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There are 14 comments

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  1. Harry Simpson

    Thanks for sharing this….yes the 1600 shots seems to “handle” the noise at the expense of the clarity. Short of 100% view it looked great! Only the 800 as you mentioned has the clarity i come to expect from good glass on any Canon DSLR.
    So we need to have someone shooting a D700 or D3 as a second shooter and then we’d have something to really compare eh? ;-)


  2. Todd

    Hey Harry, thanks for the comment. If the bridal shots were the only basis for evaluation, I would find the new image processing very questionable.

    Luckily, the DPR studio samples appear much better in terms of detail retention at high ISO. I don’t think we’ve seen the full story about the camera’s high ISO capabilities.

    I’d be happy to test out the 5D Mark II for concert photography and reportage if Canon wants to throw one or two of them my way. ;)

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  4. TJ McDowell

    I would think that over the time since the Mark II has been released, Canon has probably been working on better noise reduction in camera. Honestly, I’m not sure how that whole thing works for them. Does noise reduction mean a more sensitive sensor or is it mainly done by the in-camera image processing? Either way, I think people are now eager to see what the Mark III will bring to the table. If Canon could step ahead of Nikon’s noise reduction, there would be a lot of people considering the switch. Maybe I’m overestimating the importance of the issue, but I doubt it.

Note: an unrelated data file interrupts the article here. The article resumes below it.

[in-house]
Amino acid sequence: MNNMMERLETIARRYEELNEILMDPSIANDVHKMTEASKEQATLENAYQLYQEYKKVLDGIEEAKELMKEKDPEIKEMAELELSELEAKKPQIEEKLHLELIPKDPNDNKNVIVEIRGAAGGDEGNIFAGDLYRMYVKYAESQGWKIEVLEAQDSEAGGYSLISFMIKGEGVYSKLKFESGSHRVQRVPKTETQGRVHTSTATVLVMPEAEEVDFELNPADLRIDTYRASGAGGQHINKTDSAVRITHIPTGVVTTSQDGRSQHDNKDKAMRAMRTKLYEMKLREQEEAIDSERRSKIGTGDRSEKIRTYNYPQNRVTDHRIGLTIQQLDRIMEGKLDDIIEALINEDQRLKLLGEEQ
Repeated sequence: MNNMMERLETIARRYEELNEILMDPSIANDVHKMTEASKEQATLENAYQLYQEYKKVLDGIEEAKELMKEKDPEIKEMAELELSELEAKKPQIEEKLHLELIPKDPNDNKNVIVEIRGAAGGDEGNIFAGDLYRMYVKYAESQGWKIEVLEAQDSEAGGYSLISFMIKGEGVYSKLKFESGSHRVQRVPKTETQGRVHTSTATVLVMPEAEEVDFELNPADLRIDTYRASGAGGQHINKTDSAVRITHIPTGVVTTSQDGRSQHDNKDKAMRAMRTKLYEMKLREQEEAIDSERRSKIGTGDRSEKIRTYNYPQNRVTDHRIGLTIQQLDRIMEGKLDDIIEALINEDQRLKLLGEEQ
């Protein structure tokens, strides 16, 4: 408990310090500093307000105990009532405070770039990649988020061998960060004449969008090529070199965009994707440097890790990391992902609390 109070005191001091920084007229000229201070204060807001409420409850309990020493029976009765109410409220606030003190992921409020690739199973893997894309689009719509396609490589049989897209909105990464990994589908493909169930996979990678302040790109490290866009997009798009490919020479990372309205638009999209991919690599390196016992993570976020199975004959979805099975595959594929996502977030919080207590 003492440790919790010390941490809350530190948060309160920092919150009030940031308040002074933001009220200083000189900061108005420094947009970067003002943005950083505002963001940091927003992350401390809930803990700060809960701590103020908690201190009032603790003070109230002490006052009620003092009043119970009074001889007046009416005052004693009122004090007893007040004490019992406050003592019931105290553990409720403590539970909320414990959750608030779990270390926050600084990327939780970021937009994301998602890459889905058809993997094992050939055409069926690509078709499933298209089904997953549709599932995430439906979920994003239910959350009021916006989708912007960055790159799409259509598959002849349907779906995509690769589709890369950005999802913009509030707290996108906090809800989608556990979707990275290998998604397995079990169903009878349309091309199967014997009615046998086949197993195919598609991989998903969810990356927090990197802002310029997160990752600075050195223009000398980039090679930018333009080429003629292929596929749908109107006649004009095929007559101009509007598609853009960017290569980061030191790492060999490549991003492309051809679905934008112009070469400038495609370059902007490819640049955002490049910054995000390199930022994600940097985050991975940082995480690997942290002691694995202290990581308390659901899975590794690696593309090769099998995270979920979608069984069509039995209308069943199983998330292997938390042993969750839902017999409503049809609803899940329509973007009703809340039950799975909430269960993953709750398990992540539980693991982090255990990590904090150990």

5. Jackie Garcia

    Hey Todd, I wasn’t really sure where to post this question but it deals with the 5D and nikon flashes.

    I own an amateur Canon rebel xsi camera and often check out gear from my school. I’m still saving up for a nicer camera (possibly a 5d mark ii) and a strobe kit. But in the meantime I think it would be good to invest in some flashes. I really love using strobes but wanted to know your thoughts on the Nikon sb-28 flash. I’ve seen your reviews for the higher end Nikon flashes such as the Nikon sb-900. I want to invest on two of the cheaper sb-28 flashes to start with and to have as backups later on in life when I get strobes.

    Price is what’s really drawing me to that flash. Do you have any experience using the sb-28 and know what quality of light if gives. Also, would using a different brand on a Canon camera cause any damage? I’ve used a nikon flash on canon before but wanted to know if an adapter is recommended. I want to use them for live shows and band portraits, and I plan to get some attachments and make a Chinatown Special Beauty Dish :)

    Thank you!
    -Jackie Garcia

    PS: I took your advice on the 24-70mm F2.8 Canon lens and it’s been a huge leap in quality and range for both my fashion and music photography. It’s my biggest purchase in gear so far and your feedback made me feel secure in buying it.